21 Feb Losar among tibetan nomads-food
This year, Tibetans will be celebrating Losar, the Tibetan New Year, on 27 February. Traditions and customs vary during the festivities, so we are offering a brief panorama of what happens in the world of Tibetan nomads during the Losar period.
During this period it is customary to drink a barley flour broth called tsamkhu; other typical foods are: logo, or “new year’s head”, a yak’s, or more rarely a sheep’s, head cooked whole; different kinds of biscuits (khase) and dried fruit; gora, a type of fried bread like paklep common among sedentary peoples, and pholok, a pasta shell filled with meat and fat roasted on the open fire; dzona, or “dzo’s nose”, dough shaped like the nose of a dzo (a yak and cow crossbreed) boiled and then kneaded with crumbled dry cheese and butter; tsökor, pasta discs blended with yogurt, flattened into a doughnut shape and then cooked in butter.
Sometime different kinds of soups are prepared, like gyenlog, a soup with small dough balls filled with meat and cooked in the broth; and dreshathuk, a rice broth containing a lot of meat cooked in it.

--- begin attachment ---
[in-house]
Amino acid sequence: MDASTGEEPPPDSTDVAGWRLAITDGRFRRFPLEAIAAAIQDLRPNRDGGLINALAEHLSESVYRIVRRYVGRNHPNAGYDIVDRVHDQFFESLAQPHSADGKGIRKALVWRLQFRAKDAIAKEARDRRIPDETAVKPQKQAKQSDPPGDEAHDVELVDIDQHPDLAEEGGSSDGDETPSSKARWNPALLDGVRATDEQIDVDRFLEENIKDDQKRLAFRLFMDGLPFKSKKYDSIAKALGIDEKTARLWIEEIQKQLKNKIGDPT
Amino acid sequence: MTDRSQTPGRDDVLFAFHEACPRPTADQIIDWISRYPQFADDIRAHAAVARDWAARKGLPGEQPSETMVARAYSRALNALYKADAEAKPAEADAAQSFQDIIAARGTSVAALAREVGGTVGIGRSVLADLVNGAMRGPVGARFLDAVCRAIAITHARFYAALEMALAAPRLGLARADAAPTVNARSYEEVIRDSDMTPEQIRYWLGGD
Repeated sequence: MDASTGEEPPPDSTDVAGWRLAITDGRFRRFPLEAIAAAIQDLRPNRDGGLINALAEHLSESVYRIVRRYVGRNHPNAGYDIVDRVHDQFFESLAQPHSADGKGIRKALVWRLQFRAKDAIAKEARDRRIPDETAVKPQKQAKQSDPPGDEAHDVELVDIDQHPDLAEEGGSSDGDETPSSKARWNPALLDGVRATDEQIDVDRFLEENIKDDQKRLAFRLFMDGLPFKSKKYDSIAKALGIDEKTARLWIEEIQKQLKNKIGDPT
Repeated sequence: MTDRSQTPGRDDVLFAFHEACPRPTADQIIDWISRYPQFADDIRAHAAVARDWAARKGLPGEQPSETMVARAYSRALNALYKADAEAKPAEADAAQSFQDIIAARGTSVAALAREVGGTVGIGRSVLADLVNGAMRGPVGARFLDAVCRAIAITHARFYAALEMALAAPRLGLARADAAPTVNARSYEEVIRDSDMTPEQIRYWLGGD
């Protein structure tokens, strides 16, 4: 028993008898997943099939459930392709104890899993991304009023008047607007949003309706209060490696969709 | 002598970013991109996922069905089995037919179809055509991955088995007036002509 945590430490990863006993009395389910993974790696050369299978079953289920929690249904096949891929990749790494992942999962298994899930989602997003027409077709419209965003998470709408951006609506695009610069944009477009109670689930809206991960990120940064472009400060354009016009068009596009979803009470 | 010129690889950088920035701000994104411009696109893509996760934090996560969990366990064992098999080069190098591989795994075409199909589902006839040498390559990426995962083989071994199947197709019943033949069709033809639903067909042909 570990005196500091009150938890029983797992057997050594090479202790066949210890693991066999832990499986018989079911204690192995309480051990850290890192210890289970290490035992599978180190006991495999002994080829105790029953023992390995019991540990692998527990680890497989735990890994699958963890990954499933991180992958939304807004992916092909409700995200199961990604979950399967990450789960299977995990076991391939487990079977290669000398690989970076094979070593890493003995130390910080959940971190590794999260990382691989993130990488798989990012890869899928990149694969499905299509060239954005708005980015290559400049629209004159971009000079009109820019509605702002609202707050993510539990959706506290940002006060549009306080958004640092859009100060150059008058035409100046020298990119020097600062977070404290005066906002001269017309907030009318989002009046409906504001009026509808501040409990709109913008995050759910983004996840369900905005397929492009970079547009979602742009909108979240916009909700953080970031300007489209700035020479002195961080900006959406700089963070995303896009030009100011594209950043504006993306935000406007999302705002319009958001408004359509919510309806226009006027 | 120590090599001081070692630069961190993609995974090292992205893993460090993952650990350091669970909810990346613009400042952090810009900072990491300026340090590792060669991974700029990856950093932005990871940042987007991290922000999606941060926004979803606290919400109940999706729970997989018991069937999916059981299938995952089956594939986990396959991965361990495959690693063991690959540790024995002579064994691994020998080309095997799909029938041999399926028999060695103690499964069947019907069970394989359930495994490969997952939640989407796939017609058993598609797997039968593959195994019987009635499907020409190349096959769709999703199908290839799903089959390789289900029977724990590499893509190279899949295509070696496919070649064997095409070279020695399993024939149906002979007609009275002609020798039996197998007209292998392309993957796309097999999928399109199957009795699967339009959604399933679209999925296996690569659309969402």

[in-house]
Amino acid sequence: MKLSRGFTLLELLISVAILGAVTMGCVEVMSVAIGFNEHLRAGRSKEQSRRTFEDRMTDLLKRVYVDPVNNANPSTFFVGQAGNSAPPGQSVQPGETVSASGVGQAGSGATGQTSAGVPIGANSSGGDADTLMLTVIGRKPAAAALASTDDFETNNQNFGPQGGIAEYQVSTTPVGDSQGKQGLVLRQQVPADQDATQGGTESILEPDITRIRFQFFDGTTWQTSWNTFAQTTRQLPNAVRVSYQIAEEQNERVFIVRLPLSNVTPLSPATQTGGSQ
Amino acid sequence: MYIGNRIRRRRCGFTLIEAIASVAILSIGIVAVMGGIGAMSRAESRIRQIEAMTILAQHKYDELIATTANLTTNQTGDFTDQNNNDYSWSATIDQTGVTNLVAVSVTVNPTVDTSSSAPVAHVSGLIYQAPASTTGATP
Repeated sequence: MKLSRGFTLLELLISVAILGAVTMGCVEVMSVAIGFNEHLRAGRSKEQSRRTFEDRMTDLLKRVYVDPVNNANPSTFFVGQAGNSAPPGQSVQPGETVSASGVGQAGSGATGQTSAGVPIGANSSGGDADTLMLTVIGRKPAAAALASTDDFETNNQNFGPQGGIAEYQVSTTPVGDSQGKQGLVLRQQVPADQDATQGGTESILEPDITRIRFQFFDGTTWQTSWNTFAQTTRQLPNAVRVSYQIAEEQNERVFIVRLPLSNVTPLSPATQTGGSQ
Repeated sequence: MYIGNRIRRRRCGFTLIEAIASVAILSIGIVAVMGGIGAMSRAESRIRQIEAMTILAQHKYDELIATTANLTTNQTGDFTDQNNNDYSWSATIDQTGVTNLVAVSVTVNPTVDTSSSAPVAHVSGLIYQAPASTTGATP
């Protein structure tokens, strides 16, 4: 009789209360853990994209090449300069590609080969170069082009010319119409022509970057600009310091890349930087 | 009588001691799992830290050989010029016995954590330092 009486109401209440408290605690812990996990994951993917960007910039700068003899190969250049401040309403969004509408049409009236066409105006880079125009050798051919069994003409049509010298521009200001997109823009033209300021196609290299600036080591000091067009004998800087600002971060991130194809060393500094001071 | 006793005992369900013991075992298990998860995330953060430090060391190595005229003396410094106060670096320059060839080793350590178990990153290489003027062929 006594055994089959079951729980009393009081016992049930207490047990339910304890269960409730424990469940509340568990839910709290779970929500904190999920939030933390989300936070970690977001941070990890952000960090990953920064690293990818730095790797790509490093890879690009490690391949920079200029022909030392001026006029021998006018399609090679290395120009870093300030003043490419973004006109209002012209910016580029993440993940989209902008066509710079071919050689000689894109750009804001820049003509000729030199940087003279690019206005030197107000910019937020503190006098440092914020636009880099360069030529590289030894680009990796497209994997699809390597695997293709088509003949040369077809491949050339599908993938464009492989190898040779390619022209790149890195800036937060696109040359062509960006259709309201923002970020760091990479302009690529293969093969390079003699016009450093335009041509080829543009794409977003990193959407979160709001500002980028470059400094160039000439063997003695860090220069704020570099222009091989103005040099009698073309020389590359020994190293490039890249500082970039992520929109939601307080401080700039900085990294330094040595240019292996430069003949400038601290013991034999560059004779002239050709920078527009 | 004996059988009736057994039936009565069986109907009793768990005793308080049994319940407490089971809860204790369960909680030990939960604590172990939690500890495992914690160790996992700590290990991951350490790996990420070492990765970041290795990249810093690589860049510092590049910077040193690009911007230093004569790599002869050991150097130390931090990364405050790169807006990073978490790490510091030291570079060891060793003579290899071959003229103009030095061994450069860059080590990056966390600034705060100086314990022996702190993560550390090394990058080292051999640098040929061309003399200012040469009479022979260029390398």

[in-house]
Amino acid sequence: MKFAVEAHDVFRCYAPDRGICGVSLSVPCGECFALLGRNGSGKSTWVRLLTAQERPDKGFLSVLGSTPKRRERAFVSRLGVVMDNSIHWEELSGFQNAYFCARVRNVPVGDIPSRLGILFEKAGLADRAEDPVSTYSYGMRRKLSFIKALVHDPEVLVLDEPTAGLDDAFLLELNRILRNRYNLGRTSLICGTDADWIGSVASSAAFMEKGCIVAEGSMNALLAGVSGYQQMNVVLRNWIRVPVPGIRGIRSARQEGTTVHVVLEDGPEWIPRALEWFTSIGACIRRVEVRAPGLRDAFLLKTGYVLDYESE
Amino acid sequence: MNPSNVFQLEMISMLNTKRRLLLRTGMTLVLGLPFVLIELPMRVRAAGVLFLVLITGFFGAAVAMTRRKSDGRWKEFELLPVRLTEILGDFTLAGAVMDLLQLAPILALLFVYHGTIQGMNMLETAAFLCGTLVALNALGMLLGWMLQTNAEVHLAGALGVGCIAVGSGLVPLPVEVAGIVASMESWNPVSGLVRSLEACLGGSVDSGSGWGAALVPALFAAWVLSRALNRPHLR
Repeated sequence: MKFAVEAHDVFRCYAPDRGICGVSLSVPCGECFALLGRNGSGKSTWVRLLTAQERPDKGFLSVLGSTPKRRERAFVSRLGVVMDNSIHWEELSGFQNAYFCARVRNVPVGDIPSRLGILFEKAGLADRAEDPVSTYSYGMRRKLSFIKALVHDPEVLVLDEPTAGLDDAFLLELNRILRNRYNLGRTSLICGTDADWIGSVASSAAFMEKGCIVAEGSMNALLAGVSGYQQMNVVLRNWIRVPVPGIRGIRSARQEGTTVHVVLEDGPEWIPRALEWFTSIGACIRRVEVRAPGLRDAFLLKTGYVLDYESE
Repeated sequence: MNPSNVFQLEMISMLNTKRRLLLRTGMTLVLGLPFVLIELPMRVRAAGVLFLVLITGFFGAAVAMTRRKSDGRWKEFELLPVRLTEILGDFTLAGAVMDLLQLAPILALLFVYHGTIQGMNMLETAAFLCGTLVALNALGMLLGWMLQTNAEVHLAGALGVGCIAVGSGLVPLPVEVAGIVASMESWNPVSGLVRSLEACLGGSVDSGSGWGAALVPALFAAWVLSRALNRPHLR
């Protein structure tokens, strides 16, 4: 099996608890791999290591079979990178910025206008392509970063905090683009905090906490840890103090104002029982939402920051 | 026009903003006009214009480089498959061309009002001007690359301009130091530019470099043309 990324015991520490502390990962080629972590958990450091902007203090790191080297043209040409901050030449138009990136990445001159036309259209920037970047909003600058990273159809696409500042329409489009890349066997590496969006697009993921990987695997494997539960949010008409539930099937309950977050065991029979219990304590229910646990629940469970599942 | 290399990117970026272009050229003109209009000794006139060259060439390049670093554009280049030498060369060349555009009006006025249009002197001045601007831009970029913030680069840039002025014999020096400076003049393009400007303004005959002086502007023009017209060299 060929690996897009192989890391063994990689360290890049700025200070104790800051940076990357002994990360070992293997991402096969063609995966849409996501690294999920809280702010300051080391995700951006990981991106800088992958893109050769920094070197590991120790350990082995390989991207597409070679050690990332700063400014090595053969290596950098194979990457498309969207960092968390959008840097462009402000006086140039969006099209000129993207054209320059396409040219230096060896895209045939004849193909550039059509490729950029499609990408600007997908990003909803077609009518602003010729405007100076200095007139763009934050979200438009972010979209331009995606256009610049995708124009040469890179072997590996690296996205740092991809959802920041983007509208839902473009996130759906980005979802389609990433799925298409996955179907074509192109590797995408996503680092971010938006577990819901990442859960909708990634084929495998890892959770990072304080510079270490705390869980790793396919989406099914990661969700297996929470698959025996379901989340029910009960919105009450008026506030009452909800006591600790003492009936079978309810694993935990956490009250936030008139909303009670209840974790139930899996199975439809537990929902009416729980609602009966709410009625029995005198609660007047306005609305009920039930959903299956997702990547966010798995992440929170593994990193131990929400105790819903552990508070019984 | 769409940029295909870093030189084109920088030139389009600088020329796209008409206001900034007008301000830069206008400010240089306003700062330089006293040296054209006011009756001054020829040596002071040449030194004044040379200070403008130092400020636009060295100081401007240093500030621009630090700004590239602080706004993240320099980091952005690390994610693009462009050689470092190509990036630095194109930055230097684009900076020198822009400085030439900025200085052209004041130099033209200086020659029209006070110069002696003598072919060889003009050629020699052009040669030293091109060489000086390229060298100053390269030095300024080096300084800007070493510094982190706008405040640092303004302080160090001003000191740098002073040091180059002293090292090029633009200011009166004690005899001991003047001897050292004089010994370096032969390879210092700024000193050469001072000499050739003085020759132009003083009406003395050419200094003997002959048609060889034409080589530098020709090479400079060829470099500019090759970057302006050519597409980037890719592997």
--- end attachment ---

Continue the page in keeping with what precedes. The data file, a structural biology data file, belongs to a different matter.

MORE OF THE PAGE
The main sweet are shun, made from grinding a tuber called troma into flour then kneaded with melted butter, sugar and molasses; trothü, or trom cake, made mixing flour made form mönkar root mixed with cheese then kneaded with honey. Also made are different shaped biscuits made from flour mixed with milk and honey then fried in butter.
For reasons of space we cannot include all the Losar traditions; those interested can consult:
“Jouney among Tibetan Nomads” by Namkhai Norbu, Paljor Publications, 2002
“Tibetan Folk Song from Gyantse and Western Tibet” di G.Tucci, Ascona 1966
Source: “Journey among Tibetan Nomads” by Namkhai Norbu, Paljor Publications